Cuts in federal spending for highway safety mean that the nation's highways "face the possibility of a return to the mayhem of the 1960s," according to a recent study of factors contributing to highway fatalities.
The study, which was produced and funded by Potters Industries Inc., says that spending for construction under the Highway Safety Act of 1973 prevented some 7,000 deaths and more than 40,000 severe injuries in 1979. These programs are slated to be cut by more than two-thirds next year, according to the Reagan administration budget.
But the Reagan administration says that federal highway safety spending is an insignificant portion of the total, and it cites a study by the General Accounting Office in its claim that the programs weren't that effective anyway.
The backers of the new study have an interest in highway safety that reaches deep into the pocketbook. Potters makes tiny glass beads that are blended into paint to reflect the headlights of night drivers. Millions of pounds of Potters beads have been painted onto American highways to make those ubiquitous center stripes.
The 1973 measure was passed just after traffic deaths reached their peak of more than 56,000 in 1972. It authorized a range of construction programs to improve safety on rural roads. Intersections were modified to improve visibility, improved markings were painted on highway sufaces, and shaky bridges were rebuilt.
The 1973 act and the 1966 Highway Safety Act, which get their money from the federal gasoline taxes that flow into the Highway Trust Fund, are victims of shifting priorities. The new budget figures are down significantly from the $670 million the program receives for the year ending this September.
The researchers say they tried to screen out the effects of other possible downward pressures on the highway death rate such as the oil shortage, the 55-mile-an-hour speed limit and changes in traveling patterns to isolate the impact of the 1973 act's safety construction programs. They projected that, had the act not been passed, there would have been 58,900 traffic fatalities in 1979 instead of 51,900.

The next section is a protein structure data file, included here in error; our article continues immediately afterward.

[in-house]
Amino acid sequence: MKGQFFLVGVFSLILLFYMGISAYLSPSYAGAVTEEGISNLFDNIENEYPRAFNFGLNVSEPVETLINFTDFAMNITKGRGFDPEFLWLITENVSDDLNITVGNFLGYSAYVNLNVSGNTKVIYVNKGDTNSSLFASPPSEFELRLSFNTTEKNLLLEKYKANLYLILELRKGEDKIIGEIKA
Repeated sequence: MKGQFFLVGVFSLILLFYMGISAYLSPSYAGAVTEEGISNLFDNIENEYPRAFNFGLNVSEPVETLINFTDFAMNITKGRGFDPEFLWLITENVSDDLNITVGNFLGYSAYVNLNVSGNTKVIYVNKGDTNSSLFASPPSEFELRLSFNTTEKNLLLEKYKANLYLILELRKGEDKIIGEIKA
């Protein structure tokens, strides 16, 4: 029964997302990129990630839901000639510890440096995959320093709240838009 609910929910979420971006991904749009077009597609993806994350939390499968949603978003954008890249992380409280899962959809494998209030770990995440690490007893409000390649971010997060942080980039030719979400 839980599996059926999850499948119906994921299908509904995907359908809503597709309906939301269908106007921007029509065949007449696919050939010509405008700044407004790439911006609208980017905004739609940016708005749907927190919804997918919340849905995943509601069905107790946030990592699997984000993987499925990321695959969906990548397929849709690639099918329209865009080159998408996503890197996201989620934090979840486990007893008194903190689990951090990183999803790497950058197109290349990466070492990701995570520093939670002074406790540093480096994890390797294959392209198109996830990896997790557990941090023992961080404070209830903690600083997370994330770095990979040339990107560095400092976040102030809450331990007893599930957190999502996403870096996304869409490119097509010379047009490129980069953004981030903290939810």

But Lorenzo Casanova, associate administrator for safety at the Federal Highway Administration, defended the cuts. "It's a task that can be absorbd by the states," he said of the safety programs. "We've carried them for many years, and it's time for them to take the responsibility." Casanova said the administrationhs approach is to redirect revenues for the Highway Trust Fund back to state governments, which then can decide whether to use the revenues for safety programs.
A study by the General Accounting Office last October only partly confirms the Potters report, and many of the GAO's conclusions run directly counter to Potters.' For one thing, the GAO points out that general trends toward reduced highway death were apparent before the 1973 act was approved. And since 1976, "annual deaths have climbed despite a dramatic increase in federal funding," says the GAO report.
The Potters study makes the casse that highway safety is a cost-effective proposition. Summing up the payments that had to be made as a result of traffic collisions, deaths and injuries, the report comes up with a figure of $21.7 billion for 1978.These include property damage, medical expenses and insurance payments, withdrawals from savings by affected families and losses by employers.